The regime’s goal is clear: to delay the committee long enough for Assad to hold (and win) the 2021 presidential election under the current constitution. It remains unclear how much Russia is willing to use carrots and sticks to convince Damascus that it should engage in legitimate talks. This is exactly the situation that has blocked UN negotiations in Geneva for years—with Moscow’s blessing, Damascus tries to slowly strangle the process while Assad reigns over a country in ruins, temporarily allowing that some parts of it will stay under Turkish influence.


There is no magical solution to the current stalemate, especially if Washington decides to continue the military withdrawal it began amid Turkey’s October 2019 incursion in the northeast. Not engaging more assertively on the constitutional committee and other political issues would further weaken the U.S. and allied position. Meanwhile, the regime and Russia are using every opportunity to increase their leverage over the international community, as the Security Council’s January negotiations over cross-border humanitarian access amply demonstrated.

It is therefore urgent that Washington and its allies take decisive action on the constitutional committee—first to support it and give it a real chance to succeed, and then to terminate it if it does not deliver within the next couple months. This includes linking additional sanctions to each instance of regime obstruction, and offering technical and financial support to committee representatives from the opposition and civil society. Some form of wider consultation with the diaspora is also necessary to compensate for the lack of transparency in the committee appointment process—in particular, Europe, Turkey, and the United States should provide platforms for Syrians outside Syria to express their views on constitutional reform​.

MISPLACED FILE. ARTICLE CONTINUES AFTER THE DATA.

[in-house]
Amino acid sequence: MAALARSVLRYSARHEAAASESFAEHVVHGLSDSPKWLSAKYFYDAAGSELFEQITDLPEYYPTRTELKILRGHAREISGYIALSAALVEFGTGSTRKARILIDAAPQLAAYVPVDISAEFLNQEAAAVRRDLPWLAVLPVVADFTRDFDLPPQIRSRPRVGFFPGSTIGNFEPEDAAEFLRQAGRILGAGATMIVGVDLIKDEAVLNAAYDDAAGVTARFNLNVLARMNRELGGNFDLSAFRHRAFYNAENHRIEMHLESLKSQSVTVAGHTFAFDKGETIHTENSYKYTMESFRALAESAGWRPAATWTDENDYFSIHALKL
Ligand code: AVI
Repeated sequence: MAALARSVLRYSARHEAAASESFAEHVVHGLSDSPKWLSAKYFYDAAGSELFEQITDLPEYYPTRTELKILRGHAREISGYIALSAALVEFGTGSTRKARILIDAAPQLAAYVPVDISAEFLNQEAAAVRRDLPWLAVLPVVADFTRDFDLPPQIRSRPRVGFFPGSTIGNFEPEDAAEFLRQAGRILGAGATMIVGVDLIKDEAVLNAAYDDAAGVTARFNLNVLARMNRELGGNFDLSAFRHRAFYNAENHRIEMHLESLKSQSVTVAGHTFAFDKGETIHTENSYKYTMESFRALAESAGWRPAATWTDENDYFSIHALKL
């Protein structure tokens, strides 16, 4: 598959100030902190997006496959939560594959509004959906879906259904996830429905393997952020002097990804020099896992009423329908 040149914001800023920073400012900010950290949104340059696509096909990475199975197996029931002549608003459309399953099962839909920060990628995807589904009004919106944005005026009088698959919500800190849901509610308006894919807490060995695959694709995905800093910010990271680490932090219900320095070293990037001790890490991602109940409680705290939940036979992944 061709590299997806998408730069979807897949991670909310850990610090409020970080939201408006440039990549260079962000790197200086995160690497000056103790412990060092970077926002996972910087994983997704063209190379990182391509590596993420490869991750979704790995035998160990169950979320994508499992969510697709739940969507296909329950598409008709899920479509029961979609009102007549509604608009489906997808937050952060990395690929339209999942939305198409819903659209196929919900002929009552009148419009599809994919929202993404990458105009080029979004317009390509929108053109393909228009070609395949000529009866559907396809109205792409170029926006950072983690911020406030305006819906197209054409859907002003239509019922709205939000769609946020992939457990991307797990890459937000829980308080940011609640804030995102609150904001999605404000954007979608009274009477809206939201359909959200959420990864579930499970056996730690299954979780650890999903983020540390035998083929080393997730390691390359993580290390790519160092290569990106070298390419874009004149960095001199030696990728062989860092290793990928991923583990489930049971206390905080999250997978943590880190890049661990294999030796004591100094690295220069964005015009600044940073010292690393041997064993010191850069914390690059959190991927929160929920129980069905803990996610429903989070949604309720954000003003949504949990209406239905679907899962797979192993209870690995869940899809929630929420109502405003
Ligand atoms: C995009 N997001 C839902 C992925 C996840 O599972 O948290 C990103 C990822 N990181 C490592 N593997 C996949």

These steps would place the ball firmly in Russia’s court, compelling it to push the regime on contributing to a serious constitutional draft. And if the committee does not finalize its work well before the 2021 election season, U.S. and European officials should be ready to call for its termination.


Of course, even a new, legitimately brokered constitution would represent only the first step in a long process—on its own, the charter will neither end the people’s agony nor enable hundreds of thousands of refugees to return home. The UN should therefore prepare the steps that could potentially follow a successful constitutional committee, such as designing a robust monitoring mechanism for the presidential election and preparing safe, neutral voting options for the diaspora.

Hopes are not high for a transparent constitutional and electoral process in Syria. Nevertheless, a carefully tailored effort from the United States and Europe would increase this possibility—or at least prevent Russia from draping its window dressing over an illegitimate process.

Charles Thepaut is a resident visiting fellow at The Washington Institute.